UK Study Shows Standing up While Working is Better for Your Health

Published October 20th, 2018 - 06:49 GMT
(shutterstock/File)
(shutterstock/File)

A new study published in the British Medical Journal (BMJ) on Monday, researchers said that standing desks for employers help reduce long, often unhealthy, daily sitting hours. It may also improve work efficiency and increases comfort.

Commenting on the study, a specialist who didn't participate in the research said that it is not known whether prolonged standing hours at work have health benefits. Several previous studies have shown that sitting for long periods is unhealthy and increases the risk of several diseases, including diabetes, heart disease or even cancer.

Administrative employees are among the most sitting groups, as they spend about 75% to 80% of the working time sitting.

A team of researchers led by Charlotte Edwardson of University of Leicester, UK, tried to figure out whether high desks that require employees to stand while working can reduce sitting time, especially if accompanied by a program encouraging them on standing.

According to the German news agency, the researchers provided 77 office staff with "sit-stand" desks, along with information on the long-term health consequences of sitting. They were also regularly motivated to get up from their seats and informed on their seating durations.

A small device placed on the waist recorded the physical activity of the participants over the few first days of the experiment, as well as after three months, six months and 12 months. They also filled out questionnaire forms on their feelings and satisfaction with the workplace, and their job performance. The experiment involved 69 other participants for comparison.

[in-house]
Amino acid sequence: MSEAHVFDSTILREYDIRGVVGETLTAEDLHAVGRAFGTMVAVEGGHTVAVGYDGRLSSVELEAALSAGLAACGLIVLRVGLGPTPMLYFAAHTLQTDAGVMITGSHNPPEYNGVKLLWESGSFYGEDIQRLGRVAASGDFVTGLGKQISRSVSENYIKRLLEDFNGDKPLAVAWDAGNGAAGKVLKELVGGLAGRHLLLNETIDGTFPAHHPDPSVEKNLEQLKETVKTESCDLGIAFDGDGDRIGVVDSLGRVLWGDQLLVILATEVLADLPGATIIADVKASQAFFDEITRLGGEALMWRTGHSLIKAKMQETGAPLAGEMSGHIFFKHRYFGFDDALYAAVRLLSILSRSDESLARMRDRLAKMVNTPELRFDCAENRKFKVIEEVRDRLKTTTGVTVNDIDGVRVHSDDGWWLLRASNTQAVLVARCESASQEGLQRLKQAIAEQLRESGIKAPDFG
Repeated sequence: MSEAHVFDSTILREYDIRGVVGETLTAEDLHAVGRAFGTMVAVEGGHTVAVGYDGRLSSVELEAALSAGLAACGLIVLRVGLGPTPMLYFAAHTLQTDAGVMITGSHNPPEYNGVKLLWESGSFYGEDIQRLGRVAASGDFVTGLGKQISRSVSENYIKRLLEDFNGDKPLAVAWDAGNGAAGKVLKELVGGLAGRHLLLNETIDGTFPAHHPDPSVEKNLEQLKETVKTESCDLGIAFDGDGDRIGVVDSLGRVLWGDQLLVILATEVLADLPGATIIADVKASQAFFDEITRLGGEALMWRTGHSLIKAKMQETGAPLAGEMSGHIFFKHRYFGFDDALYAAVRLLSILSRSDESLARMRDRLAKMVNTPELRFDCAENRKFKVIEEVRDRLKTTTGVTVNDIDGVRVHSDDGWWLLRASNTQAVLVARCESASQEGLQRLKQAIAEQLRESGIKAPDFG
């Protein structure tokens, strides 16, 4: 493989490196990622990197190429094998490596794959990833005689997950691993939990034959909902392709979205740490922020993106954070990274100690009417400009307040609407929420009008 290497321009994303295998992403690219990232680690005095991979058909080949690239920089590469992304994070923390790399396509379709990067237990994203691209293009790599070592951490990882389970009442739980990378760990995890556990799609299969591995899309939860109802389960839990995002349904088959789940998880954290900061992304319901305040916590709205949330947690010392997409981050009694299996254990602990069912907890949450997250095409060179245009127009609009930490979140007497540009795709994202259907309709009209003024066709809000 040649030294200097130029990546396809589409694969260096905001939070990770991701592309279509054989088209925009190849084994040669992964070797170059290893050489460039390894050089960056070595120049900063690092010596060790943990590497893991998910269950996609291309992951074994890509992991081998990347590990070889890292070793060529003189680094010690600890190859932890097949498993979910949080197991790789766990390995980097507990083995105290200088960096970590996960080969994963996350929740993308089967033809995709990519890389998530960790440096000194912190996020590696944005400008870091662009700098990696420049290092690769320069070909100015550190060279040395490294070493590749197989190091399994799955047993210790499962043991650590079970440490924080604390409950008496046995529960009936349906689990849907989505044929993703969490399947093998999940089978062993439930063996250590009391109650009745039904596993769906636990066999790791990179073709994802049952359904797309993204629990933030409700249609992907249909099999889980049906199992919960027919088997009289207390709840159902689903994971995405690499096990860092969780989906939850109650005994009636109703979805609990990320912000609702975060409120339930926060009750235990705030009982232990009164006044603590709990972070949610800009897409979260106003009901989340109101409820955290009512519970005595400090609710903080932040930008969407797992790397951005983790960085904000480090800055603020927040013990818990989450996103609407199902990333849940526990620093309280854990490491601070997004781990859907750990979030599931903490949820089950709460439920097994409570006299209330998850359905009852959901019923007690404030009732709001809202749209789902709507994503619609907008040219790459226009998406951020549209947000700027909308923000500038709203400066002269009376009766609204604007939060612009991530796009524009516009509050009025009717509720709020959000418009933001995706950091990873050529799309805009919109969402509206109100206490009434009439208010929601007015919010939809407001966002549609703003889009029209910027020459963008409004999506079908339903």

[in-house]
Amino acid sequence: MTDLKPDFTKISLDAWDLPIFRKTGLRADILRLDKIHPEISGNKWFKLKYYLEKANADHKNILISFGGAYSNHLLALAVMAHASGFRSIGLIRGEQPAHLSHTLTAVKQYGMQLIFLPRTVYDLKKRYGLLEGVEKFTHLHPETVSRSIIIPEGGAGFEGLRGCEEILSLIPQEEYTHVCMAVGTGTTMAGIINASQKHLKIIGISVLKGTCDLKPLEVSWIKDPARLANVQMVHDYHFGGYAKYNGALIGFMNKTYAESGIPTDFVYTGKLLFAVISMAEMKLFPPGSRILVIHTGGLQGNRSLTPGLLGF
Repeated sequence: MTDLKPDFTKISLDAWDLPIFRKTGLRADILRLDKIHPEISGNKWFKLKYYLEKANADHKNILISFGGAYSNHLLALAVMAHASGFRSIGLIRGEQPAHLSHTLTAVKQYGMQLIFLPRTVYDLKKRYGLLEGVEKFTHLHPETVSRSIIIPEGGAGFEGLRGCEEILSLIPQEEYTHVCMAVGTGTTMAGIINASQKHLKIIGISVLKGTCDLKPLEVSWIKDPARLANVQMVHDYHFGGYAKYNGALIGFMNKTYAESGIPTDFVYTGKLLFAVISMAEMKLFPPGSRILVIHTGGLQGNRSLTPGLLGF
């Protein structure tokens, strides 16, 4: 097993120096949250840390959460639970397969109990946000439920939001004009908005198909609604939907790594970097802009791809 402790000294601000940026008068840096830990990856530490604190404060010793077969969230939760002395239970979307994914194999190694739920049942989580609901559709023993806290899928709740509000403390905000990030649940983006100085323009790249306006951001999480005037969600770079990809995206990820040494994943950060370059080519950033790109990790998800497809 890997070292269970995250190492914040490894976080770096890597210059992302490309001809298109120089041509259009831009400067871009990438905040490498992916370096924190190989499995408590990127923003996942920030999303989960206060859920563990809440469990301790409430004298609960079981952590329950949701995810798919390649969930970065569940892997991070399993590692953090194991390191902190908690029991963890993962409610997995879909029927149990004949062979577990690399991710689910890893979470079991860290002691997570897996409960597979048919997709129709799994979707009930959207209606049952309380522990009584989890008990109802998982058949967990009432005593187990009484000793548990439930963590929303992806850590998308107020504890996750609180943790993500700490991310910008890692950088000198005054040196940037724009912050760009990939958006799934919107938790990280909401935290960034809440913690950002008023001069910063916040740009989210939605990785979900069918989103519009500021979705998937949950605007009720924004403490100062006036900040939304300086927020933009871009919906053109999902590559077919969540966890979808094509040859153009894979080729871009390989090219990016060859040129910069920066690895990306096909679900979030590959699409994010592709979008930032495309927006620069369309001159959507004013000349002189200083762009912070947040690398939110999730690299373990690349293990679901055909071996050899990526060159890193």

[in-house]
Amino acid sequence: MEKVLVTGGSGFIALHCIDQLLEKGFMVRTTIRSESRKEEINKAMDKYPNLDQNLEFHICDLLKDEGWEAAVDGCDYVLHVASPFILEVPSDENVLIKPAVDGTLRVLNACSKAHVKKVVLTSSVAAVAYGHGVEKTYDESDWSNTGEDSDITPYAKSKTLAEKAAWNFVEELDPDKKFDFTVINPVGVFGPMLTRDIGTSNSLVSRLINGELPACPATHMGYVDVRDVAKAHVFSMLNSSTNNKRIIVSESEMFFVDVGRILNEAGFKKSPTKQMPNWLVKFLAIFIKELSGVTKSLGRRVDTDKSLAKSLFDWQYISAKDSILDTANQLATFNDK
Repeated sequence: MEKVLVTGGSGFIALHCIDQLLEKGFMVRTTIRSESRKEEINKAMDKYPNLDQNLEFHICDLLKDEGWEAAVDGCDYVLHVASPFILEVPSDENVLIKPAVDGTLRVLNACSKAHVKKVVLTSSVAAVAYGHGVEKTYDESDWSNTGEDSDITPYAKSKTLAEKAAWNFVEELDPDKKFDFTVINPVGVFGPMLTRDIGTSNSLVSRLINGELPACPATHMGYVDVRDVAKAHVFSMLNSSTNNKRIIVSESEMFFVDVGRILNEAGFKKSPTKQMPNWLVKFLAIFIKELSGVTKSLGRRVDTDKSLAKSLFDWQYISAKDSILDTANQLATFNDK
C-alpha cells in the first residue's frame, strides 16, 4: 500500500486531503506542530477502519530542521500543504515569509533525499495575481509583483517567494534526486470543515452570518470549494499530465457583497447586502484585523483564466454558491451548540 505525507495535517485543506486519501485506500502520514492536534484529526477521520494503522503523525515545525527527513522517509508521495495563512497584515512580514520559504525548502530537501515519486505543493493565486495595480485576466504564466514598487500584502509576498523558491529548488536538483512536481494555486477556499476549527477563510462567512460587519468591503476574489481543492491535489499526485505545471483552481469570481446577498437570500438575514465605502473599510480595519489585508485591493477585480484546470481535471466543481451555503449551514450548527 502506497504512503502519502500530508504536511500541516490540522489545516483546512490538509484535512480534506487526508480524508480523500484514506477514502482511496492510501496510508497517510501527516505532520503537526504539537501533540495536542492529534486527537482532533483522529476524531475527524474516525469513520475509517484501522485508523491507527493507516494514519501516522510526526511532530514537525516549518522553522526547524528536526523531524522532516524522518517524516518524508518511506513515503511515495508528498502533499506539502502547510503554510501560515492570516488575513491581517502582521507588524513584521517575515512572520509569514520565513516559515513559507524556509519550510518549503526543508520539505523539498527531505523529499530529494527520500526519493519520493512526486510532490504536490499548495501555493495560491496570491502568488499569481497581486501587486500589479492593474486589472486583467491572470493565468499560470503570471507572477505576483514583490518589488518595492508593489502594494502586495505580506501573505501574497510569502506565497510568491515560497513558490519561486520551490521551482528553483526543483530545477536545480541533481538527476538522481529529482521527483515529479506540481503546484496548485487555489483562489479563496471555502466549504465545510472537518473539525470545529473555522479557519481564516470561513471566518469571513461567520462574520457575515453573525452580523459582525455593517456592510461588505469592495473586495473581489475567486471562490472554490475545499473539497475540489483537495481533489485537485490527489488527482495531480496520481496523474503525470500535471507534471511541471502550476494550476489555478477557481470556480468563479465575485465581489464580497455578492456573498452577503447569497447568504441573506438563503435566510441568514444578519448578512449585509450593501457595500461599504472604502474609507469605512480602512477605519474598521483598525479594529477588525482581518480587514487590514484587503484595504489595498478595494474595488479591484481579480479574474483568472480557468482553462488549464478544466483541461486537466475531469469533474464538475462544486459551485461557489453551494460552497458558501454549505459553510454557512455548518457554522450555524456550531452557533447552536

An analysis of the results showed that the standing work program reduced the staff's daily sitting time by more than one hour per day. While the average sitting time was 7.9 hours per day at the beginning of the experiment, it was reduced by 50 minutes three months later. Employees were able to reduce their sitting time by one hour and 22 minutes per day, which was the time they spent standing.

In the questionnaire forms, the researchers also found signs of improvement in the work efficiency and work experience among the participants that they didn’t find in the comparison group. The researchers noted the participants felt less tired than their non-participants peers and were less complaining of lower back pain.

This article has been adapted from its original source.


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